Apulia was an autonomous duchy until 1130 when its duke became king of Sicily. After 1282, when the kingdom lost the island of Sicily itself, Apulia remained part of the remnant Kingdom of Naples (confusingly known also as the Kingdom of Sicily), and remained so until the unification of Italy in 1861. This kingdom was independent under the House of Anjou from 1282 to 1442, then was part of Aragon until 1458, after which it was again independent under a cadet branch of the House of Trastámara until 1501. As a result of the French–Spanish war of 1501–1504, Naples again came under the rule of Aragon and the Spanish Empire from 1504 to 1714. When Barbary pirates of North Africa sacked Vieste in 1554, they took an estimated 7,000 slaves. [11] The coast of Apulia was occupied at times by the Turks and at other times by the Venetians. [12]

In 1861 the region became part of the Kingdom of Italy. [13]


The region's contribution to Italy's gross value added was around 4.6% in 2000, while its population was 7% of the total. The per capita GDP is low compared to the national average and represents about 68.1% of the EU average. [14]

The share of gross value added by the agricultural and services sectors was above the national average in 2000. The region has industries specialising in particular areas, including food processing and vehicles in Foggia; footwear and textiles in the Barletta area, and wood and furniture in the Murge area to the west. [15]

Between 2007 and 2013 the economy of Apulia expanded more than that of the rest of southern Italy. [16] Such growth, over several decades, is a severe challenge to the hydrogeological system. [17]

Apulia's thriving economy is articulated into numerous sectors boasting several leading companies: Aerospace (Sitael, Blackshape, Leonardo S.p.A.); Agriculture (Casillo Group, G.C. Partecipazioni), Automotive (Getrag, a subsidiary of Magna International); Food and Beverage (De Carlo, Divella, Quarta Caffé); Furniture (Natuzzi); ICT (Exprivia); Mechanics (Isotta Fraschini Motori, MERMEC); Publishing (Laterza, Edizioni Dedalo), Tourism (Nicolaus tour), Logistics (GTS Rail).


The unemployment rate stood at 18.8% in 2017 and was higher than the national average. [18]

unemployment rate
(in %)

Olive cultivars

There are an estimated 50 to 60 million olive trees in Apulia, and the region accounts for 40% of Italy's olive oil production. There are four specific Protected Designation of Origin (PDO) covering the whole region. [19] Olive varieties include: Baresane, Biancolilla, Brandofino (Castiglione), Buscionetto (Biancolilla), Carolea, Cellina di Nardò, Cerasuola (Ogliara), Cerignola (Bella di Cerignola), Cima di Bitonto, Cima di Mola, Coratina, [20] also grown in Corning, CA., a 2018 Gold Medal New York International Olive Oil Competition (NYIOOC) winner, [21] Frantoio, Garganica, La Minuta, Leccino, Moresca, Nocellara Etnea, Nocellara Messinese, Ogliarola, Ogliarola Barese, Ogliara Messinese, Ottobratica, Peranzana that is produced as "Certified Ultra-Premium Extra Virgin Olive Oil", [22] Rotondella, Santagatese, Saracena, Tonda Iblea, and Verdello (subspecies of San Benedetto). [23] [24]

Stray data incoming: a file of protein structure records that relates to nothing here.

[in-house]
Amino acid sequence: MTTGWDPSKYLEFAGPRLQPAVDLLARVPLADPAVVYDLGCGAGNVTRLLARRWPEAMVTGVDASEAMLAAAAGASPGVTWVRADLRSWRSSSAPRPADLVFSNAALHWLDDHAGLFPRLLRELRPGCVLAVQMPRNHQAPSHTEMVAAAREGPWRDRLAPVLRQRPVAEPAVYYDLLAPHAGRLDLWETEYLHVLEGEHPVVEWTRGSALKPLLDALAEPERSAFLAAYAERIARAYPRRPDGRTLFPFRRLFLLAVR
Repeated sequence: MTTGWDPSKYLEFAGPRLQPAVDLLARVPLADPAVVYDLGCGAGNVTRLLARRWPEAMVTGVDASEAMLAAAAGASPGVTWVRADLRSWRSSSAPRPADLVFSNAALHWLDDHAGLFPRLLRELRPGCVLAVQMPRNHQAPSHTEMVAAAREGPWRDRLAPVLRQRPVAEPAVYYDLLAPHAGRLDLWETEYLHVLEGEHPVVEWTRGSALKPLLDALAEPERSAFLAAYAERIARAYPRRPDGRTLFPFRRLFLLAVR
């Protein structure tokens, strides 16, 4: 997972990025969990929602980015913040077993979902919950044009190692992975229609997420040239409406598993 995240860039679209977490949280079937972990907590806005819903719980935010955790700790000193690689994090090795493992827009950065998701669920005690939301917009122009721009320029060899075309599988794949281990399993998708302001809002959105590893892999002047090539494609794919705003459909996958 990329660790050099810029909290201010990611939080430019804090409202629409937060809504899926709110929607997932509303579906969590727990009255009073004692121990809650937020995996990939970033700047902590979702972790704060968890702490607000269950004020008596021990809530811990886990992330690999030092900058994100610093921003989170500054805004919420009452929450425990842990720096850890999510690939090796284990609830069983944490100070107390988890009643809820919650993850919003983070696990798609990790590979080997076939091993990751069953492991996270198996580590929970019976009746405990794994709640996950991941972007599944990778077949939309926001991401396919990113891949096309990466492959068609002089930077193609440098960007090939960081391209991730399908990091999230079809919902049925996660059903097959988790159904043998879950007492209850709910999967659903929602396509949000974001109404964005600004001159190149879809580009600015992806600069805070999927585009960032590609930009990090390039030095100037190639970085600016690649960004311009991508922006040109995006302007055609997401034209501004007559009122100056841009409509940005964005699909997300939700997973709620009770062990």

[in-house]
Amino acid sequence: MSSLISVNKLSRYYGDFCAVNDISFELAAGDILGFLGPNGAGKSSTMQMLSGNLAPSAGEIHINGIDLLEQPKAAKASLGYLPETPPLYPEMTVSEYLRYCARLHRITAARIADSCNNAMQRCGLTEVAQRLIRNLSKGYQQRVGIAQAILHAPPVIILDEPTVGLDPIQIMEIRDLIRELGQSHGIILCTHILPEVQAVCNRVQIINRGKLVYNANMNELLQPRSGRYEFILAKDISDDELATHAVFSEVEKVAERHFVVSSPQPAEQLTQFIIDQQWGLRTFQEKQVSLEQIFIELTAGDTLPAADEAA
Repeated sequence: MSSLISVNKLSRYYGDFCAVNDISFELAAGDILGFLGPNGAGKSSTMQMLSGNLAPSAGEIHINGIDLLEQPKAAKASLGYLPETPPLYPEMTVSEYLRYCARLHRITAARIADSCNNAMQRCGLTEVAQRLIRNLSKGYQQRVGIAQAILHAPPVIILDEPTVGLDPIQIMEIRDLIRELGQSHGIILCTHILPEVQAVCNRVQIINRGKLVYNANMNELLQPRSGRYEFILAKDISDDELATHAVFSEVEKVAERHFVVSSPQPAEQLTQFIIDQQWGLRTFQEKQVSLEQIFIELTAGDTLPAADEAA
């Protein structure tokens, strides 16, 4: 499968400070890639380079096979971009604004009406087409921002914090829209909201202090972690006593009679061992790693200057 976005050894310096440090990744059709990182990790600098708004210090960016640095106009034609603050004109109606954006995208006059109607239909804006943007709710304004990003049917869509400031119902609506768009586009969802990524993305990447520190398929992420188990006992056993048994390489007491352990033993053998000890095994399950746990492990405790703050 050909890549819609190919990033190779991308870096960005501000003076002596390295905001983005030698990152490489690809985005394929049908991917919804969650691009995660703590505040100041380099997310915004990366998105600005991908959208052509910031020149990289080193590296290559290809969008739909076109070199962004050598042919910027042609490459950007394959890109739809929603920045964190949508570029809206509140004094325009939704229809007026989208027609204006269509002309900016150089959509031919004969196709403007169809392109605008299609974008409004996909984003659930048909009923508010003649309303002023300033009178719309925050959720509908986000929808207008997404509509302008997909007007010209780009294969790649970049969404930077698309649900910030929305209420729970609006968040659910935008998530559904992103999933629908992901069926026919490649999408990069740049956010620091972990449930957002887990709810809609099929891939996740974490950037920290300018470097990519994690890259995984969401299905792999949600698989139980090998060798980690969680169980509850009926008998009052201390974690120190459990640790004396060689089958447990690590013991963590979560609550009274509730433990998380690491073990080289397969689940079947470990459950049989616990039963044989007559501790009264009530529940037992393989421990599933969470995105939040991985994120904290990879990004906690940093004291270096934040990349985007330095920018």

Xylella fastidiosa disease

Since the years 2008-2010, the olive oil industry in Apulia is under threat from the pathogen Xylella fastidiosa , a disease which inhibits the uptake of water and nutrients by the trees. The epicenter of the epidemic in the region is its south-eastern part.


The region has a good network of roads, but the railway network is less comprehensive, particularly in the south. [15] The region is crossed northwest to southeast by the A14 highway (Bologna–Taranto), which connects the region capital, Bari, to Taranto, the second most populous city in the region. The A14 also connects Foggia and points further north along the Adriatic coast to Pescara, Ancona, Rimini and eventually, Bologna. The only other highway in the region is the A16 (Napoli–Canosa), which crosses the Italian peninsula east–west and links the region with Napoli.